Windows 7 is a solid, proven operating system. It seems like Windows 7 will be the new Windows XP -- the OS that people love, and refuse to upgrade from without a very compelling reason.
The problem, then, for Microsoft is that Windows 8 doesn't seem to present a very strong case for upgrading from Windows 7.
Windows 8 has a bit of a split personality. The main "Modern" (formerly "Metro") interface is comprised of colorful tiles, designed to run mobile-style apps, and uniquely engineered to be used as on a touchscreen device. Behind that veil, is "desktop mode", which is essentially Windows 7.
On a touchscreen device like the Microsoft Surface tablet, Windows 8 will probably shine. However, using Windows 8 on traditional desktop or laptop hardware with no touchscreen leaves a little to be desired. It basically feels like you're still using Windows 7, but you have to jump through some extra hoops to get past the Modern UI to run the software you need to run.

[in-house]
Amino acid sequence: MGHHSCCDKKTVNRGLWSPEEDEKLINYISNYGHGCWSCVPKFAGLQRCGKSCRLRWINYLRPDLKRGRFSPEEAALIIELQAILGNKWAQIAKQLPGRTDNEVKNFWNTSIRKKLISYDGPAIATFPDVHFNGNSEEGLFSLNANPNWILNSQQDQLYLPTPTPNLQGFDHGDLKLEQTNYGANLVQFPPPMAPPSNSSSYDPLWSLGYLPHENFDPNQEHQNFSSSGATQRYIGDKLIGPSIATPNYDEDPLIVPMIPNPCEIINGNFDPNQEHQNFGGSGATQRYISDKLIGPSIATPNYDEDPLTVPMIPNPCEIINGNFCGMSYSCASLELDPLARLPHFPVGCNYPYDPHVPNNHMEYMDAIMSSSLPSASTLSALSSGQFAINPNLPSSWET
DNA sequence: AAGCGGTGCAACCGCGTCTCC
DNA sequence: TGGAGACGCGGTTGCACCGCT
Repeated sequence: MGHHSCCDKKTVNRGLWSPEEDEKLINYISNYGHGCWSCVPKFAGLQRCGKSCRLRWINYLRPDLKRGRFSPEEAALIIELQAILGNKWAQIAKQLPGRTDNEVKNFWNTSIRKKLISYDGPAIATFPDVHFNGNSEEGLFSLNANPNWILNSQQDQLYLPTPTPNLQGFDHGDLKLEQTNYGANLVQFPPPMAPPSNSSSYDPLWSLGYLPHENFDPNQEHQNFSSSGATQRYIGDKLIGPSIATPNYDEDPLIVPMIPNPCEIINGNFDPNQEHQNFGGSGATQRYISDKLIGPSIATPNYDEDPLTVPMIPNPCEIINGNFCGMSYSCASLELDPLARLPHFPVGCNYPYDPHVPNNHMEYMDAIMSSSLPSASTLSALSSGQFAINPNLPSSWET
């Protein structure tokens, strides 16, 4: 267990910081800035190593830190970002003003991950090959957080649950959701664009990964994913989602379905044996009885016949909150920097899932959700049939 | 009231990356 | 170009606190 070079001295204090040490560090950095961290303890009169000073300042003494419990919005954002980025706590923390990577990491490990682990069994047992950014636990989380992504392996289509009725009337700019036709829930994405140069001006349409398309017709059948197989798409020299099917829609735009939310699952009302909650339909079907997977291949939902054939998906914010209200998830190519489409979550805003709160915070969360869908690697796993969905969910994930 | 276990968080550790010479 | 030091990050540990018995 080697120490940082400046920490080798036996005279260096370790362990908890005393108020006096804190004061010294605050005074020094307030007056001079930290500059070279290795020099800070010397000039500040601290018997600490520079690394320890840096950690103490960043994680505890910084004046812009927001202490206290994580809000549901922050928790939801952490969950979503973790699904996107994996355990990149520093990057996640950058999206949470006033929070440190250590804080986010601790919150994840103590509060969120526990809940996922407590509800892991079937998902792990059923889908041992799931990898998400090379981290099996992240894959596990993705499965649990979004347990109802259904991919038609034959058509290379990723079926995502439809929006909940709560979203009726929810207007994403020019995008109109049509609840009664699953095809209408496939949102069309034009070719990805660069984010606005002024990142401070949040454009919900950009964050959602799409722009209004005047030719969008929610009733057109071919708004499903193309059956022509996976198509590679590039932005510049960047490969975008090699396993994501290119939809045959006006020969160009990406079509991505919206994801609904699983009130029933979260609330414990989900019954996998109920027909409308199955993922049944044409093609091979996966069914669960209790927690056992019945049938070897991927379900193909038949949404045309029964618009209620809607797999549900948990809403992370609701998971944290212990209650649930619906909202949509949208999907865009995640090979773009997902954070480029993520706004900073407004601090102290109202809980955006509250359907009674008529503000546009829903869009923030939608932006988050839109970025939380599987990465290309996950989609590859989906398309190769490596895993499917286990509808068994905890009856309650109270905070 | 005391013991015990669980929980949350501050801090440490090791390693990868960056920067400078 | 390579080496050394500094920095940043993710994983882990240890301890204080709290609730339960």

So, that brings us to the ultrabooks. An ultrabook is basically just a thinner, lighter laptop -- a' la the Apple MacBook Air. Ultrabooks cost significantly more than comparable processing horsepower in a larger notebook, generally lack built-in peripherals like DVD drives in order to save space, and yet still don't have touchscreen technology.
One lofty estimate for ultrabook sales was recently cut in half due to underwhelming results thus far. The launch of Windows 8, and the impending holiday season will probably create a spike in ultrabook sales, but overall the demand simply doesn't seem to match expectations.
For Windows 8, it seems like a better alternative would be a tablet. The tablet is designed to be used as a touchscreen device, and is suited to take advantage of the unique features of Windows 8.